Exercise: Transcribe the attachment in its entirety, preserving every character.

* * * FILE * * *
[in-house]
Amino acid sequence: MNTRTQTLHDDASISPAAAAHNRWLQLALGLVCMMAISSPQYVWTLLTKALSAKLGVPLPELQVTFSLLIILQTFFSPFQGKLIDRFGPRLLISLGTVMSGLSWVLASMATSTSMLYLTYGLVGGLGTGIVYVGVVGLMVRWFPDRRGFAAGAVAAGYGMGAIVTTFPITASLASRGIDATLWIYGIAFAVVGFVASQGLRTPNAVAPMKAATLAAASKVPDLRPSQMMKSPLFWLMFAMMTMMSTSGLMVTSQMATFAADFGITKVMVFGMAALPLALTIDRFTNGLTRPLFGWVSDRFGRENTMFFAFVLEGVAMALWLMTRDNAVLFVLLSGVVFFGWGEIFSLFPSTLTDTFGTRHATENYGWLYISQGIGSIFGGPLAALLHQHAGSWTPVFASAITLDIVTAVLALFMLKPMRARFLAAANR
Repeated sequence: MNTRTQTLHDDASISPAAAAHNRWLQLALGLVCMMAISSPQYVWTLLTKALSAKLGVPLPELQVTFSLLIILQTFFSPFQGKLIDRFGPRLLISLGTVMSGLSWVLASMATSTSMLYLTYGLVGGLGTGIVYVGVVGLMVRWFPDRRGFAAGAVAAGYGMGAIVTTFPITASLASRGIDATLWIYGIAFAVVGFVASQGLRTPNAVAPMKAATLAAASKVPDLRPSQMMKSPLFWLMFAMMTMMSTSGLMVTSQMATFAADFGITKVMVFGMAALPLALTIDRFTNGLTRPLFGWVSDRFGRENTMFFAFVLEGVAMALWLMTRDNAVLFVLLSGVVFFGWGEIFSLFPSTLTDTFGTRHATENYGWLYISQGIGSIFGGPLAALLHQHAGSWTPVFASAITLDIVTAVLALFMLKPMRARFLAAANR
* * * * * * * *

[in-house]
Amino acid sequence: MNTRTQTLHDDASISPAAAAHNRWLQLALGLVCMMAISSPQYVWTLLTKALSAKLGVPLPELQVTFSLLIILQTFFSPFQGKLIDRFGPRLLISLGTVMSGLSWVLASMATSTSMLYLTYGLVGGLGTGIVYVGVVGLMVRWFPDRRGFAAGAVAAGYGMGAIVTTFPITASLASRGIDATLWIYGIAFAVVGFVASQGLRTPNAVAPMKAATLAAASKVPDLRPSQMMKSPLFWLMFAMMTMMSTSGLMVTSQMATFAADFGITKVMVFGMAALPLALTIDRFTNGLTRPLFGWVSDRFGRENTMFFAFVLEGVAMALWLMTRDNAVLFVLLSGVVFFGWGEIFSLFPSTLTDTFGTRHATENYGWLYISQGIGSIFGGPLAALLHQHAGSWTPVFASAITLDIVTAVLALFMLKPMRARFLAAANR
Repeated sequence: MNTRTQTLHDDASISPAAAAHNRWLQLALGLVCMMAISSPQYVWTLLTKALSAKLGVPLPELQVTFSLLIILQTFFSPFQGKLIDRFGPRLLISLGTVMSGLSWVLASMATSTSMLYLTYGLVGGLGTGIVYVGVVGLMVRWFPDRRGFAAGAVAAGYGMGAIVTTFPITASLASRGIDATLWIYGIAFAVVGFVASQGLRTPNAVAPMKAATLAAASKVPDLRPSQMMKSPLFWLMFAMMTMMSTSGLMVTSQMATFAADFGITKVMVFGMAALPLALTIDRFTNGLTRPLFGWVSDRFGRENTMFFAFVLEGVAMALWLMTRDNAVLFVLLSGVVFFGWGEIFSLFPSTLTDTFGTRHATENYGWLYISQGIGSIFGGPLAALLHQHAGSWTPVFASAITLDIVTAVLALFMLKPMRARFLAAANR